JPMorgan Says ‘Next Stop $1 Trillion’ for Hedge Fund Balances

JPMorgan Chase & Co. hit a major milestone in its business that caters to the world’s largest hedge funds. And now the bank has even loftier goals.

Global customer prime balances jumped 25% this year to surpass $500 billion, according to an internal memo seen by Bloomberg News. “Next stop $1 trillion!” executives including Jonathan Cossey and Charles Chiang, co-heads of prime finance, said in the note on Wednesday. JPMorgan confirmed its contents, declining to comment further.

The biggest U.S. bank has invested heavily in electronic trading and boosted its prime brokerage to climb the ranks in stock trading during the past five years. The firm was second among global banks in prime services revenue in 2018, according to data from Coalition Development Ltd., and JPMorgan said in July that client balances hit a record.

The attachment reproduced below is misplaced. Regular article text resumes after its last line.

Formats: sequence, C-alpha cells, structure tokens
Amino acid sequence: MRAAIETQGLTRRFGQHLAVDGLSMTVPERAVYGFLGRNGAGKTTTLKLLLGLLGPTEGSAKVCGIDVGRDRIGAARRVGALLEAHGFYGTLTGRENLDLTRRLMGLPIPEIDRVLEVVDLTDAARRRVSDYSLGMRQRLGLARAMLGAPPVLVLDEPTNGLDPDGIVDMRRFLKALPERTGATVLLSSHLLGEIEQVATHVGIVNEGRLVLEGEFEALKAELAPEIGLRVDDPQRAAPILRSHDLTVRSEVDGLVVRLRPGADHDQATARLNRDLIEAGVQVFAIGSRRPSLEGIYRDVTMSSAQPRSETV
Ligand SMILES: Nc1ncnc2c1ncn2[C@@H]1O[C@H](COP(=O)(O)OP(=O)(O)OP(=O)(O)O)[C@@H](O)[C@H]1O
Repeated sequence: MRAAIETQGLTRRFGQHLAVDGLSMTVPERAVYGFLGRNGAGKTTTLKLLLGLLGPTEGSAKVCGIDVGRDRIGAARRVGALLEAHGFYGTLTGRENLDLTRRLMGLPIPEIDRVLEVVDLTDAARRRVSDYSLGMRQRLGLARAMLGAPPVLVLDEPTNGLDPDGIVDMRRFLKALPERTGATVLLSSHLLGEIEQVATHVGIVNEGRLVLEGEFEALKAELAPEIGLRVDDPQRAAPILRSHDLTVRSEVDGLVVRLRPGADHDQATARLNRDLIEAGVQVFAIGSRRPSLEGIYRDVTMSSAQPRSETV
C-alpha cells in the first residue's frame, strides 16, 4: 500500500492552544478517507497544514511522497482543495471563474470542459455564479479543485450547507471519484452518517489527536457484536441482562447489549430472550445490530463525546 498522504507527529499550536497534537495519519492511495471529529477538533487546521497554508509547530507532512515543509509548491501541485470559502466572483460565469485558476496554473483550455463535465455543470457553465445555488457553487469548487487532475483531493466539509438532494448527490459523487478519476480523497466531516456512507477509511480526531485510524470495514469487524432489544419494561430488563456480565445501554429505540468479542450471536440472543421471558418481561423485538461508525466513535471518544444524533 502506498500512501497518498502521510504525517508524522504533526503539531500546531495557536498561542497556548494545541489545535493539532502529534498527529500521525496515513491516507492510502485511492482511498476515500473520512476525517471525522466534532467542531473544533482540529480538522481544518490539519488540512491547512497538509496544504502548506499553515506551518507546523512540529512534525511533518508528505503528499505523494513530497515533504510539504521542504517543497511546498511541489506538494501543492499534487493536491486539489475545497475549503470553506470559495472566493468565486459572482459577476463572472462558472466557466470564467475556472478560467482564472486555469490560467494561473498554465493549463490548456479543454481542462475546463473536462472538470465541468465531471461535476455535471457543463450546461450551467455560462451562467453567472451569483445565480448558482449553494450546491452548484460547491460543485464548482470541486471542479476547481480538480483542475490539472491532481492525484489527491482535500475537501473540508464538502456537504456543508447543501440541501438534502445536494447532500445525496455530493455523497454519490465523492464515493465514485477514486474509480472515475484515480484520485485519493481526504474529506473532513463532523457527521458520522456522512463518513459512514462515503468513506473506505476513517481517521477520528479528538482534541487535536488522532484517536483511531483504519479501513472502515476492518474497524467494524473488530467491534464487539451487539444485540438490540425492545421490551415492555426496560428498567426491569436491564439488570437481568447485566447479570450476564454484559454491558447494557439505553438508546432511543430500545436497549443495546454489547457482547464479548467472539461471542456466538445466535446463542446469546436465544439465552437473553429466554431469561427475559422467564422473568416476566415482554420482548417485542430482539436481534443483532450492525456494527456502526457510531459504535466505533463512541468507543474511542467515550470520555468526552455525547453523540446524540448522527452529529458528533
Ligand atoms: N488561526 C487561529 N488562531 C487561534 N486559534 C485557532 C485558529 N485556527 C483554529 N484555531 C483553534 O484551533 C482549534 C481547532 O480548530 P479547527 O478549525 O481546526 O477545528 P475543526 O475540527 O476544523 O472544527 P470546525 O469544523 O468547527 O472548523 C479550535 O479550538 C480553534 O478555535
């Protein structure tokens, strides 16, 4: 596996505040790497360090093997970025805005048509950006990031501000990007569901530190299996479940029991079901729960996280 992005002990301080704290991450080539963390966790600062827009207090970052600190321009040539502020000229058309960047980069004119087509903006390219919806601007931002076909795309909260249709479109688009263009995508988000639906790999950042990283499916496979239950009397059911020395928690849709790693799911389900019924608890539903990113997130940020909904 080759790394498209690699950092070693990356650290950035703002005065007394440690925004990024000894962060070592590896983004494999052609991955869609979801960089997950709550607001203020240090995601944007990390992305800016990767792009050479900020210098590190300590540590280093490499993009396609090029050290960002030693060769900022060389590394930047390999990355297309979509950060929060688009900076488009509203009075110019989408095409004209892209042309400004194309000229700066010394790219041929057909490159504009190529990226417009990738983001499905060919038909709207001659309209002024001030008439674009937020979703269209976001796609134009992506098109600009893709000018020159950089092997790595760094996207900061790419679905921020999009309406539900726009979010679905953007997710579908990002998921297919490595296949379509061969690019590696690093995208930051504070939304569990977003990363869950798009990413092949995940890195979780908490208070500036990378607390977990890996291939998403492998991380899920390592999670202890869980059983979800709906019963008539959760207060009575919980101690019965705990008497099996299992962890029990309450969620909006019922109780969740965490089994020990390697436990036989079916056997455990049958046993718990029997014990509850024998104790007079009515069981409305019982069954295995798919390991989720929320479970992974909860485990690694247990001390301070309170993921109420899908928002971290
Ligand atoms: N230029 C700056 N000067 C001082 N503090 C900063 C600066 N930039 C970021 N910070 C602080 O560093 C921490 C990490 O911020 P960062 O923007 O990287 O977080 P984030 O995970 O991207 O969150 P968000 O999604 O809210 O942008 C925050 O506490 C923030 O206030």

Prime brokerage units handle relationships with hedge funds, offering trading services and lending securities, and can often be the foundation of banks’ trading units.

New capital rules following the financial crisis made the business less profitable and pushed some banks to shed selective clients and look to grab a bigger share of large funds’ business. The JPMorgan target comes just as Deutsche Bank AG, one of the biggest players servicing hedge funds, said it was exiting the business as part of a wide scale restructuring plan.

“We continue to gain market share with existing clients, onboard new managers, have made a noticeable splash in the start-up space and our future remains bright with a strong pipeline of new business,” Cossey and Chiang said.

The world’s biggest banks generated about $18.3 billion of revenue from prime services in 2018, an 8% increase on a year earlier, according to data from Coalition. Morgan Stanley was the industry’s biggest player followed by JPMorgan and then Goldman Sachs Group Inc., the data show.

— With assistance by Donal Griffin

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